The Guggenheim Museum has decided not to show three art works following complaints the pieces showed animal abuse.
The three pieces were part of the museum's Art and China after 1989: Theater of the World exhibition.
They include: Dogs That Cannot Touch Each Other (2003), Theater of the World (1993), and A Case Study of Transference (1994).
Since announcing that it would be showing the works, the museum has faced pressure from various animal advocates, due to the abusive nature of the work.
Animal rights charity PETA sent a letter to Guggenheim director Richard Armstrong, asking him to rethink the decision to show Dogs That Cannot Touch Each Other.
This piece is a film of a real 'installation' showed in Beijing in 2003.
It shows pitbulls strapped into treadmills and forced to run (see video above).
According to a petition on change.org: "The dogs are faced off against one another, running 'at' each other but prevented from touching one another, which is a stressful and frustrating experience for animals trained to fight.
"The dogs get wearier and wearier, their muscles more and more prominent, and their mouths increasingly salivate. At this live 2003 "performance" in China, a video was recorded, complete with close-up shots of the dogs' frantic, foaming faces."
In its letter, PETA wrote: "People who find entertainment in watching animals try to fight each other are sick individuals whose twisted whims the Guggenheim should refuse to cater to.
"PETA has seen dogs after they have been forced to fight—mangled, bloody, soaked with urine and saliva, unable to walk and barely able to stand, and covered with cuts, bruises, and scars. The 'losers' of these disgusting fights are often killed by their handlers.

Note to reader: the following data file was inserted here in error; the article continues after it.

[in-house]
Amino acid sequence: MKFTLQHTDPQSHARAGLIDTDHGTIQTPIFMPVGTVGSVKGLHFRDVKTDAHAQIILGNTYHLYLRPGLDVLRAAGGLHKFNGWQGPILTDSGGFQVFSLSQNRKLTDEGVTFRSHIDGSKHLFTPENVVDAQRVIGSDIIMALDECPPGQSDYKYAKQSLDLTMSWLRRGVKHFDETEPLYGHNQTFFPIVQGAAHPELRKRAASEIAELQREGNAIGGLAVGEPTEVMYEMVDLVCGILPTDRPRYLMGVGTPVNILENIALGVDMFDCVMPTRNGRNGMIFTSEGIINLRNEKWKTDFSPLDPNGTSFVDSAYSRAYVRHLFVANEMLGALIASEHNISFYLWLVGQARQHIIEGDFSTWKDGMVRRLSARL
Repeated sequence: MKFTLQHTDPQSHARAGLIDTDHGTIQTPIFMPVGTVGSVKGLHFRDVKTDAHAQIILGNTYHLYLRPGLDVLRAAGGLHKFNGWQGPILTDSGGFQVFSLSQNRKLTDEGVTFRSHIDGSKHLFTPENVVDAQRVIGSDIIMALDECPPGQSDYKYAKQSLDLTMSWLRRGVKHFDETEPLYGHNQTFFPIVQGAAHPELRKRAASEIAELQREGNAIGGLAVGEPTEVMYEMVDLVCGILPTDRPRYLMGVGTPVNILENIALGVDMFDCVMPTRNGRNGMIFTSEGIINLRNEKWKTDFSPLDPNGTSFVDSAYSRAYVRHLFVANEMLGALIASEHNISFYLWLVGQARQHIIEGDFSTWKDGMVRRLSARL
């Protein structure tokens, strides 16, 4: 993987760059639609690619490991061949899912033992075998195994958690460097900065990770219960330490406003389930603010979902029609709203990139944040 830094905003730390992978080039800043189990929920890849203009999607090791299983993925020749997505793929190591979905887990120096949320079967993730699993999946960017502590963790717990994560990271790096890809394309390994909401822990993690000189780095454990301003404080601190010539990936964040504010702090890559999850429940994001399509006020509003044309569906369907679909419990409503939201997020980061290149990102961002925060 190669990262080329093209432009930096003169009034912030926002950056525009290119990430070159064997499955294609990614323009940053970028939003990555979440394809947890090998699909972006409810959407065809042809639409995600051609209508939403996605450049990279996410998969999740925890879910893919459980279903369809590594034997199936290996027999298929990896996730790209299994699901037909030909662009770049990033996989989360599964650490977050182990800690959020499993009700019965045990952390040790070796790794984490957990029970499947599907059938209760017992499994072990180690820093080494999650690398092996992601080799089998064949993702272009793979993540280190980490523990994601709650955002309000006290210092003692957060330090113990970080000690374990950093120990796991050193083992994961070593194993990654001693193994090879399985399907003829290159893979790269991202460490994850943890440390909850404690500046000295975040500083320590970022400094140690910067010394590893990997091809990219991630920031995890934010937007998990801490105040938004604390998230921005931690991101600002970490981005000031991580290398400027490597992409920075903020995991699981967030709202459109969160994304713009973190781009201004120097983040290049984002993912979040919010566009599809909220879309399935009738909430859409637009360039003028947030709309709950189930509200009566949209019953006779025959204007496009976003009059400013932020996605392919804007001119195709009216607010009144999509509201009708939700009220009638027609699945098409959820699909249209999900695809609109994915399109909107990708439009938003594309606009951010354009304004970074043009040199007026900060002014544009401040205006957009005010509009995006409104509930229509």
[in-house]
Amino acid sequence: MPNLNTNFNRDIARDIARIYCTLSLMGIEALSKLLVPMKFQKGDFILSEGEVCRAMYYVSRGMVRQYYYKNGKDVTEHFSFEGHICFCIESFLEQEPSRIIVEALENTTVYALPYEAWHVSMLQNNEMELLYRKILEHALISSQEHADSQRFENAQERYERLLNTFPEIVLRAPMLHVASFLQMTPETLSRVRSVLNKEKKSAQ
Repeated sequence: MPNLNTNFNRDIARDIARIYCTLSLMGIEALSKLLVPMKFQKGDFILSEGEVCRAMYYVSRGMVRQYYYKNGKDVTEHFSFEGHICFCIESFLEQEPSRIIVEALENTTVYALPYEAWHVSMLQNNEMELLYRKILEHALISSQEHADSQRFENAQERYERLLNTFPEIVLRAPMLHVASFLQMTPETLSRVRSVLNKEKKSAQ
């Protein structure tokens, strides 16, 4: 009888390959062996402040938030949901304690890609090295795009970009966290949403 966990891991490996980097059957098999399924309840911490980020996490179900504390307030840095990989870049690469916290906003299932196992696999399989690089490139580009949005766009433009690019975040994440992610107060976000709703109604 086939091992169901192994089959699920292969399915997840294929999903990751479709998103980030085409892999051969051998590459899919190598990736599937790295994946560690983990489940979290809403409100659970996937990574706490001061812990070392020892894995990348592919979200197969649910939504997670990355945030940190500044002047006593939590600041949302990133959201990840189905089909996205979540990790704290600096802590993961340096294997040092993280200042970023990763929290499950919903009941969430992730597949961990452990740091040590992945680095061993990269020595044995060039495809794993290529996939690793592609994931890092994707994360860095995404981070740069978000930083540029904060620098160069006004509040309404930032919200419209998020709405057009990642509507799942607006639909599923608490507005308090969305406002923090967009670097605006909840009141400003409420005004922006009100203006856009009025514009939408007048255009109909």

"Dogfighting is reprehensible, and it’s up to each of us to do what we can to stop it. The Guggenheim can do its part by simply refusing to display exhibitions that encourage such abuse to animals."
The other pieces fared no better when it came to public opinion.
Theater of the World sees reptiles and insects trapped in a large enclosure, so visitors can watch them fight and eat each other.
According to The Guardian: "A reference to the animals eating each other was removed from the Guggenheim’s website."
The New York Times said: "During the three-month exhibition some creatures will be devoured; others may die of fatigue.
"The big ones will survive. From time to time, a New York City pet shop will replenish the menagerie with new bugs."
A Case Study of Transference, the third piece to be pulled, was another video piece.
The original exhibition featured live mating pigs, who has been crudely stamped with Chinese characters and the Roman alphabet.
It was supposed to represent the dichotemy between humanity's complex system of writing and wild animals.
Releasing a statement, the Guggenheim explained it had pulled the exhibitions. Not because of animal abuse - but because of safety fears.
The statement said: "Out of concern for the safety of its staff, visitors, and participating artists, the Solomon R. Guggenheim Museum has decided against showing the art works in its upcoming exhibition.
"Although these works have been exhibited in museums in Asia, Europe, and the United States, the Guggenheim regrets that explicit and repeated threats of violence have made our decision necessary.
"As an arts institution committed to presenting a multiplicity of voices, we are dismayed that we must withhold works of art.
"Freedom of expression has always been and will remain a paramount value of the Guggenheim."
(Main photo image credit here)
Disclaimer: The opinions expressed in this article are prepared in the author's capacity and do not necessarily reflect the views and opinions of Plant Based News itself.Reuse this content
Maria is the Editor of Plant Based News. A former magazine editor, newspaper reporter, and features writer, her work has been published by The Guardian, The Huffington Post, and various regional newspapers, as well as Vegan Life magazine and Vegan Trade Journal. She has interviewed a huge range of people, from Prime Ministers to authors, activists, pop stars and actors, and enjoys the varied range of topics writing for PBN allows her to tackle. You can follow her on Twitter @MariaChiorando and Instagram @mariachiorando.
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